Department of Water Resources Home

Environmental Services


sutter bypass

Environmental Services

Dean Messer, Chief

3500 Industrial Blvd.
West Sacramento, CA 95691
(916) 376-9699

Mailing Address:
P.O. Box 942836
Sacramento, CA 94236-0001



Marking and Tagging

The Feather River Program was established to conduct Feather River fishery studies. The initial emphasis was to estimate adult abundance for both spring-run and fall-run Chinook salmon, and to conduct tagging studies using young fish from Feather River Hatchery. The Program has expanded in recent years and also supports additional fishery studies commissioned for the Oroville Facilities relicensing through the Federal Energy Regulatory Commission.

Rotary Screw Trap
  Coded Wire Tagging of Naturally Produced Salmon

In 1998 we began coded-wire tagging naturally produced salmon to attempt a comparison of survival rates for hatchery versus naturally produced salmon. Fish captured in the rotary screw traps are transported in ice chests from the traps to the tagging station at the Thermalito Afterbay Outlet where they are held in holding tanks until they are tagged by a DWR CWT contractor. Although over one million fry/parr have been tagged since the inception of the program very few adults have returned, making a thorough comparison of naturally produced and hatchery fish impossible to this point.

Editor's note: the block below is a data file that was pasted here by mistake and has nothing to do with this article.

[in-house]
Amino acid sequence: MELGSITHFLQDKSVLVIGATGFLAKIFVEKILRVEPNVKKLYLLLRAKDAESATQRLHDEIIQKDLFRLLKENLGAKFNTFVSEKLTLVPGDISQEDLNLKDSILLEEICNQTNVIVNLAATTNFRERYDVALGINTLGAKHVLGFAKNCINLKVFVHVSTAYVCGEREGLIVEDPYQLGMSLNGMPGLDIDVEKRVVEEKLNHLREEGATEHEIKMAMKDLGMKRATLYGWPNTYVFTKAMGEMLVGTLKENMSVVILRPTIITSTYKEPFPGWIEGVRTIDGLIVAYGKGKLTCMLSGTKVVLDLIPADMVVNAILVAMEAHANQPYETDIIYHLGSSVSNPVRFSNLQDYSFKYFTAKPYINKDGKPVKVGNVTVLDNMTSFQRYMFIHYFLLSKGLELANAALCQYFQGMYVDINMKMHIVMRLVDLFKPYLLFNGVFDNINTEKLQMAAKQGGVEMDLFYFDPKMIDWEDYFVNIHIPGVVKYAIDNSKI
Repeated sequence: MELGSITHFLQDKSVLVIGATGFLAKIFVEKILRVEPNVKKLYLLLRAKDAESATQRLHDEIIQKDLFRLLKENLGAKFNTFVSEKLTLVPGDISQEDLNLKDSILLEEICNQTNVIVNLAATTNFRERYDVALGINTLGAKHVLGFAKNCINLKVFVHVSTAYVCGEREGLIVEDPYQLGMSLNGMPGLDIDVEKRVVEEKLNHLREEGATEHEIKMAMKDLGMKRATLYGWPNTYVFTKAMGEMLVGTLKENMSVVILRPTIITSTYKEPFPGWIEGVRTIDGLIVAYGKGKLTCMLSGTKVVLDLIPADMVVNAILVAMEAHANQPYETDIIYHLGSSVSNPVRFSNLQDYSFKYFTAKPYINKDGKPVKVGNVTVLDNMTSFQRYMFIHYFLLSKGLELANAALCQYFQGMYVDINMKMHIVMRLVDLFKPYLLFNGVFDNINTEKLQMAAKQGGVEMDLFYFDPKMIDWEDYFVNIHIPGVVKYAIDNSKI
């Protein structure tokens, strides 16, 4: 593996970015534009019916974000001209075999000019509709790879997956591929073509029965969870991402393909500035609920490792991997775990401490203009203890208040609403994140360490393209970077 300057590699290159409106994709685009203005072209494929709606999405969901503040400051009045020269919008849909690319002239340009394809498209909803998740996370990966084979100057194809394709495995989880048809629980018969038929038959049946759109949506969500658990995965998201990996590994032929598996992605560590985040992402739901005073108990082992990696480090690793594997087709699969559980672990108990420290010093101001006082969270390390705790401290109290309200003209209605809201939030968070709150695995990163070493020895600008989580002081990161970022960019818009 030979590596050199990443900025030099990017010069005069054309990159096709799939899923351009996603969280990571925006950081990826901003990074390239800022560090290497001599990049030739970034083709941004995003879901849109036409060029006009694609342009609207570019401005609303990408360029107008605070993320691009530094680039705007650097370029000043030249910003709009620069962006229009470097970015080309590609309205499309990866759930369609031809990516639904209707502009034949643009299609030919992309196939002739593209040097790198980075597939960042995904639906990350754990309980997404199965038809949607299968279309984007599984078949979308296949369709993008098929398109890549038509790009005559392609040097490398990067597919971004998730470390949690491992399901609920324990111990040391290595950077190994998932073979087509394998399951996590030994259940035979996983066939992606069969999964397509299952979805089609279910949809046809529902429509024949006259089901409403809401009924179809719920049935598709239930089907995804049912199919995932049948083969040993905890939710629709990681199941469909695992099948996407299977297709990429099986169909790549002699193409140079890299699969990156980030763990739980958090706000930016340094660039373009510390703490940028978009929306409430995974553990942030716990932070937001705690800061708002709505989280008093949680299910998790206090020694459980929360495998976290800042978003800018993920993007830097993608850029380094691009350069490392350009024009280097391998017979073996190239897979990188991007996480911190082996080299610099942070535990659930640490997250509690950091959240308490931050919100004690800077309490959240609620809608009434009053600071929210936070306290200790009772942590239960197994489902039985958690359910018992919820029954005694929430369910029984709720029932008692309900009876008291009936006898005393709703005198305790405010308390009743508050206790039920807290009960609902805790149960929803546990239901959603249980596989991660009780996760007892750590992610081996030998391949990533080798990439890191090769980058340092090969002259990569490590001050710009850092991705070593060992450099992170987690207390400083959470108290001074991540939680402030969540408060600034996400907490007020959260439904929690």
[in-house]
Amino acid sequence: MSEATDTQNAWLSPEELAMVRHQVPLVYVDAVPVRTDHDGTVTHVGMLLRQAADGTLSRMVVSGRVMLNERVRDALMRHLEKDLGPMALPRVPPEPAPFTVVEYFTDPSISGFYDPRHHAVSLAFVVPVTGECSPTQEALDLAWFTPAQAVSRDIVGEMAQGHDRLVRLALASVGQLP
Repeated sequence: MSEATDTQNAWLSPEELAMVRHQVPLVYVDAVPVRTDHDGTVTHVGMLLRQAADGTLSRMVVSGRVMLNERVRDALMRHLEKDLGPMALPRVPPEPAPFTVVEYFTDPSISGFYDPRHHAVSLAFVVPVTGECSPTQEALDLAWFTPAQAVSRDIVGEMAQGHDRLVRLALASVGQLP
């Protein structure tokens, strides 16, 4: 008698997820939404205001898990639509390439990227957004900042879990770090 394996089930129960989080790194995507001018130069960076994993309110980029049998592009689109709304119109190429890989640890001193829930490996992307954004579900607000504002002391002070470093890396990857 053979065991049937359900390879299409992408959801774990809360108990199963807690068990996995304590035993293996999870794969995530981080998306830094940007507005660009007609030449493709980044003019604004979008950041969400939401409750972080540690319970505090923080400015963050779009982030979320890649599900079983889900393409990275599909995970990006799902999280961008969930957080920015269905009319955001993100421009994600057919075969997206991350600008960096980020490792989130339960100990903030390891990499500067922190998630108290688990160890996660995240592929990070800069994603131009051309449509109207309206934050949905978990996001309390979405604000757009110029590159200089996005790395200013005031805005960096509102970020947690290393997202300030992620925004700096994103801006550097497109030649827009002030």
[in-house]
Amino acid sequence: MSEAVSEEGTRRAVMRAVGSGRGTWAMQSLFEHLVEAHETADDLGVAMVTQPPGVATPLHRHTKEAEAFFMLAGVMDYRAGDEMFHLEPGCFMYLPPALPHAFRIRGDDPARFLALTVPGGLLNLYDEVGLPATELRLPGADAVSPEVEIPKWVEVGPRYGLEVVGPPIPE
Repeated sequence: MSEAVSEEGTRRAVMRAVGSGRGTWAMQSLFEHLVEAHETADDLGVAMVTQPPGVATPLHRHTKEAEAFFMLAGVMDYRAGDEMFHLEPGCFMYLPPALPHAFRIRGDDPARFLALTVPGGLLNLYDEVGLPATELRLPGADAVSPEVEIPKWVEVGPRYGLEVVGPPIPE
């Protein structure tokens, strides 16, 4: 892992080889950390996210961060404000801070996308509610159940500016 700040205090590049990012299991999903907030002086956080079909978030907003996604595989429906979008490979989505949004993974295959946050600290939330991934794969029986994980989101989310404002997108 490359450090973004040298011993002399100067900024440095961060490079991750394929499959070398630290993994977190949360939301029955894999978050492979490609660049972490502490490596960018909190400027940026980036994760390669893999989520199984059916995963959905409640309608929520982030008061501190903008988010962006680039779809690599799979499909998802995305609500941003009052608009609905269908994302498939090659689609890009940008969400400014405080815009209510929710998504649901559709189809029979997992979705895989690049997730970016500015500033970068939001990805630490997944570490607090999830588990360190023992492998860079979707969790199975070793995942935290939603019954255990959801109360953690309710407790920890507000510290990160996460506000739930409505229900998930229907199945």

Spring Chinook Tagging Program
  Spring Chinook Tagging Program
Early returning adult Spring Chinook are tagged at the Feather River Hatchery and returned to the river where they hold over summer. When spawning commences in the fall the tag allows the hatchery to visually identify and spawn Spring Chinook separately from Fall run.

Otilith Thermal Marking Program
The Chinook salmon run in the Feather River consists of Central Valley Spring-run and Fall-run; both heavily supplemented by the Feather River Fish Hatchery (FRFH). In order to more effectively determine the composition of the run (spring vs. fall) and the origin of the fish (hatchery v. naturally produced), the Department of Fish and Game (DFG) and the Department of Water Resources (DWR) developed an otolith thermal marking program (OTM) for the Feather River Fish Hatchery. A pilot study was initiated in 2003 where we experimented with different mark patterns, duration, and spacing on a small portion of the production. In brood 2005/06 we began 100% marking of spring and fall run Chinook at the hatchery. The following brief describes the results of our pilot study. Results for the full implantation program are yet to be determined.